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‘Can’t afford subsidies’: Pakistan to cut back fuel subsidies after talks with IMF

Pakistan is looking for the release of the $1 billion from the IMF package, Ismail said earlier, while blaming the country’s former prime minister Imran Khan for stalling the IMF program. During his last days in power, Khan had announced huge subsidies on fuel and electricity, a move that scuttled almost a year of reform work of his own government to get the IMF program back on track

Apr 23, 2022
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Pakistan Finance Minister Miftah Ismail (Photo: Dawn)

Pakistan will roll back fuel subsidies as it can’t afford them, the country’s Finance Minister Miftah Ismail said after he held talks with the International Monetary Fund (IMF) in Washington for the revival of the $6 billion bailout package which remains stalled for over a year.

“They (IMF) have talked about removing the subsidy on fuel. I agree with them….We can't afford to do the subsidies that we're doing. So we're going to have to curtail this,” Ismail, who became the country’s finance minister this month, was quoted as saying by Dawn.

He said he held “good discussions” with the IMF. He also added that the government will withdraw the tax amnesty schemes.

Approved in 2019 by the IMF Board, the $6 billion bailout package saw little disbursement as Islamabad failed to undertake necessary reforms to improve its fiscal condition. In the first nine months of the Fiscal Year 22, the trade deficit has already crossed $35 billion and is all set to record its highest ever deficit this year, surpassing $37 billion which it recorded in FY 18.

Pakistan is looking for the release of the $1 billion from the IMF package, Ismail said earlier, while blaming the country’s former prime minister Imran Khan for stalling the IMF program. During his last days in power, Khan had announced huge subsidies on fuel and electricity, a move that scuttled almost a year of reform work of his own government to get the IMF program back on track.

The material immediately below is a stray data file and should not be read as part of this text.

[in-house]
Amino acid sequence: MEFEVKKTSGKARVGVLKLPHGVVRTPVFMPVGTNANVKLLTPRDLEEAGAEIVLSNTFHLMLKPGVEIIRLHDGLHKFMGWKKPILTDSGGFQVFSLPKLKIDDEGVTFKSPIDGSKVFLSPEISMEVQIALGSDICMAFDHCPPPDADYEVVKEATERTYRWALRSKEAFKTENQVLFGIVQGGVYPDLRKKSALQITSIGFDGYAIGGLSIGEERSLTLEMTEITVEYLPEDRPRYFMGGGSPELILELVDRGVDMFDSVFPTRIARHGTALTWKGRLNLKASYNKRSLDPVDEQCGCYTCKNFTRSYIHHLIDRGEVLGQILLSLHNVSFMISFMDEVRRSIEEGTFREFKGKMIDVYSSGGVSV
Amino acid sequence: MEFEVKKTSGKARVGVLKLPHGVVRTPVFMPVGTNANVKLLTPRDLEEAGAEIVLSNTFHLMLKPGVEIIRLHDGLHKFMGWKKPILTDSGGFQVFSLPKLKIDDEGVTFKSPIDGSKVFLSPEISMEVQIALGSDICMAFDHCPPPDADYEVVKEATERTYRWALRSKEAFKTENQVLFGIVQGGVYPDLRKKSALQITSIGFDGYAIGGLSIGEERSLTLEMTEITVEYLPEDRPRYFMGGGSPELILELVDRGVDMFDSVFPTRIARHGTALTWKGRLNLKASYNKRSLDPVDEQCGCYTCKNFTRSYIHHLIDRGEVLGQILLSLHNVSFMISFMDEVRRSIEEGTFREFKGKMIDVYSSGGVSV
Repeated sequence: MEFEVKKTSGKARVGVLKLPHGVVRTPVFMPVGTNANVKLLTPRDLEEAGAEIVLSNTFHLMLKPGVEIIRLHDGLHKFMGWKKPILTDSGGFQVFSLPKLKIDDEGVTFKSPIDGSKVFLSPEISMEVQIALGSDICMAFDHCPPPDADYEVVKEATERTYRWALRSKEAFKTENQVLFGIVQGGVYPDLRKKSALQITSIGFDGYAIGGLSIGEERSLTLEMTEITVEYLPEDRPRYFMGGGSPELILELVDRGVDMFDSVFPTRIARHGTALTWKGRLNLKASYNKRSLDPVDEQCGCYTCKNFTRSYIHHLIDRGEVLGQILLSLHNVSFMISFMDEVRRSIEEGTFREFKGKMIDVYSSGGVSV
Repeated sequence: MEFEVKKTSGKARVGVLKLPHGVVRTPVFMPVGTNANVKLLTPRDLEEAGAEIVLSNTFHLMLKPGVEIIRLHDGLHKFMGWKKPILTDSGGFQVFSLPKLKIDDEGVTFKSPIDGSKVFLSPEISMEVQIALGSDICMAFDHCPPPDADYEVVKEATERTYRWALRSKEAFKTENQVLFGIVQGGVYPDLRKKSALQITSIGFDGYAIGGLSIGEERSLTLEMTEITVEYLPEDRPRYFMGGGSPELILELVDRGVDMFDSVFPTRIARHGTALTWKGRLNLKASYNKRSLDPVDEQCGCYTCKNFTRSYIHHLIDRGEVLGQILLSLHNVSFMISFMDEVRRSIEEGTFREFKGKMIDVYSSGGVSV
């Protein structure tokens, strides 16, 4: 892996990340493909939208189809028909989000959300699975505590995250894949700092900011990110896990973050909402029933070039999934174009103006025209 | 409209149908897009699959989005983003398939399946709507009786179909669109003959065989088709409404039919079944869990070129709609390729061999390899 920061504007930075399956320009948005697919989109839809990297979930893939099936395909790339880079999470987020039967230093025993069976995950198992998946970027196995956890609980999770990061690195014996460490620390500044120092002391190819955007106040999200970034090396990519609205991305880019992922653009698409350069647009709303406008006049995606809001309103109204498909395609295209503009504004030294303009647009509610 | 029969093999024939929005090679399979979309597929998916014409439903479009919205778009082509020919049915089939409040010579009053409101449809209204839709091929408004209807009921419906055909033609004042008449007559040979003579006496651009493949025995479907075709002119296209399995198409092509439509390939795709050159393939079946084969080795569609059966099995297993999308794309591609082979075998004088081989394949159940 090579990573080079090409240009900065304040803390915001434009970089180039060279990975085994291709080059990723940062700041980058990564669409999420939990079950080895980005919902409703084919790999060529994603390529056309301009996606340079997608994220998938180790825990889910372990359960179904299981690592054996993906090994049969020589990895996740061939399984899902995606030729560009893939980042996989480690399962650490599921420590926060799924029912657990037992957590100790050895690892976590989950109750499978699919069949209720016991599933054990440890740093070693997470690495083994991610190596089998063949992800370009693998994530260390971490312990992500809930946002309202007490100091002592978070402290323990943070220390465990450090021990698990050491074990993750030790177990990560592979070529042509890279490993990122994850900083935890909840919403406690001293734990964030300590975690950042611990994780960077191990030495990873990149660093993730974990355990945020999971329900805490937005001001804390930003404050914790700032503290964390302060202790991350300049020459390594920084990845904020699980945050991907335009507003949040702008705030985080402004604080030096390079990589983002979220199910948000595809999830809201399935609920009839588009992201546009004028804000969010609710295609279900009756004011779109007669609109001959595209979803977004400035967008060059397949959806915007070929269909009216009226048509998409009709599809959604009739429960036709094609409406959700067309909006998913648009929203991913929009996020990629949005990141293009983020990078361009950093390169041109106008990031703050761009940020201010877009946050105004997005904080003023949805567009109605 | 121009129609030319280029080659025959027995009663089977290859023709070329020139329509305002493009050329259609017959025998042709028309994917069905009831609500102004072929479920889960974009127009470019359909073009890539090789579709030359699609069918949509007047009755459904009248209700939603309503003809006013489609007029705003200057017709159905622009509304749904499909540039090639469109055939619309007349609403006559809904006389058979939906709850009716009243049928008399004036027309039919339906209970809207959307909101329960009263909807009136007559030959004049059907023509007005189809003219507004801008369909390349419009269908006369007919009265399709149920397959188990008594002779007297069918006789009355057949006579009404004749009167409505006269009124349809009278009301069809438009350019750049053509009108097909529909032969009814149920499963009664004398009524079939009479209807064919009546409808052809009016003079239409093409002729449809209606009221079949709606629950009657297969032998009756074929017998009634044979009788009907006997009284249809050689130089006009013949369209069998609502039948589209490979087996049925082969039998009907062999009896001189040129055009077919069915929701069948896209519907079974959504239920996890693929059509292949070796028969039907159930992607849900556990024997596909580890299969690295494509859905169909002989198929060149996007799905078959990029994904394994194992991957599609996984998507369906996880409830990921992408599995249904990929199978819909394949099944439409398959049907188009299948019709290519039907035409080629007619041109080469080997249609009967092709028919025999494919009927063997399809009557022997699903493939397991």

Significantly, the IMF had also sought fiscal adjustment of close to PKR 1.3 trillion (roughly $6.9 billion).

For newly elected Prime Minister Shehbaz Sharif, putting back the country’s ailing economy on track is the topmost priority. A day after assuming office, Sharif had called a meeting of the country’s top economists and instructed them to initiate reforms.

The Sharif administration is also considering ordering the review of some mega projects which have remained stalled for months. Reports also suggested the government is in favor of ordering an audit of captive power plants for certain industries that continue to enjoy subsidized tariffs while giving little regard to the efficiency of production.

(SAM)

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